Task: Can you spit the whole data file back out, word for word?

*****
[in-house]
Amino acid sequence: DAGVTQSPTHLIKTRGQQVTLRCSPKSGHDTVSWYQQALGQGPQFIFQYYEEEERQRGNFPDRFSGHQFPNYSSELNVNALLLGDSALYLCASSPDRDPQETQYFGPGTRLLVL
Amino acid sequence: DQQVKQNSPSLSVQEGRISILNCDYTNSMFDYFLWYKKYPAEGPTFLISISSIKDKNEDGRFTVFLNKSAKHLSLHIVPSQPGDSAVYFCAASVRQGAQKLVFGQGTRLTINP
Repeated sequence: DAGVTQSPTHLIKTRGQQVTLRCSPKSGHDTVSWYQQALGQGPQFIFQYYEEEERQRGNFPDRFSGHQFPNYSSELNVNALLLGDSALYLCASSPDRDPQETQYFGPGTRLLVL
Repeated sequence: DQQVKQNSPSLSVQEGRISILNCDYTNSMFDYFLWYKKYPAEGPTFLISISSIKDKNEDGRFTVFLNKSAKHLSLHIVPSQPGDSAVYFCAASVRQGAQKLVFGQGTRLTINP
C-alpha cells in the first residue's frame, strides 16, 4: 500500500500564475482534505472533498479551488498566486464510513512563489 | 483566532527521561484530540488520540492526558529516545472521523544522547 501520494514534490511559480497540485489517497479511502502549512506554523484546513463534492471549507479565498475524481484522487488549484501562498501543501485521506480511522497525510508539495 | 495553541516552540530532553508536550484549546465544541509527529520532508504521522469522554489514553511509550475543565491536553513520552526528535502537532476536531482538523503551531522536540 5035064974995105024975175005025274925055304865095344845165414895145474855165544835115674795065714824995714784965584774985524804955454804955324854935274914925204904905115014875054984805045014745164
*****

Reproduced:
[in-house]
Amino acid sequence: DAGVTQSPTHLIKTRGQQVTLRCSPKSGHDTVSWYQQALGQGPQFIFQYYEEEERQRGNFPDRFSGHQFPNYSSELNVNALLLGDSALYLCASSPDRDPQETQYFGPGTRLLVL
Amino acid sequence: DQQVKQNSPSLSVQEGRISILNCDYTNSMFDYFLWYKKYPAEGPTFLISISSIKDKNEDGRFTVFLNKSAKHLSLHIVPSQPGDSAVYFCAASVRQGAQKLVFGQGTRLTINP
Repeated sequence: DAGVTQSPTHLIKTRGQQVTLRCSPKSGHDTVSWYQQALGQGPQFIFQYYEEEERQRGNFPDRFSGHQFPNYSSELNVNALLLGDSALYLCASSPDRDPQETQYFGPGTRLLVL
Repeated sequence: DQQVKQNSPSLSVQEGRISILNCDYTNSMFDYFLWYKKYPAEGPTFLISISSIKDKNEDGRFTVFLNKSAKHLSLHIVPSQPGDSAVYFCAASVRQGAQKLVFGQGTRLTINP
C-alpha cells in the first residue's frame, strides 16, 4: 500500500500564475482534505472533498479551488498566486464510513512563489 | 483566532527521561484530540488520540492526558529516545472521523544522547 501520494514534490511559480497540485489517497479511502502549512506554523484546513463534492471549507479565498475524481484522487488549484501562498501543501485521506480511522497525510508539495 | 495553541516552540530532553508536550484549546465544541509527529520532508504521522469522554489514553511509550475543565491536553513520552526528535502537532476536531482538523503551531522536540 5035064974995105024975175005025274925055304865095344845165414895145474855165544835115674795065714824995714784965584774985524804955454804955324854935274914925204904905115014875054984805045014745164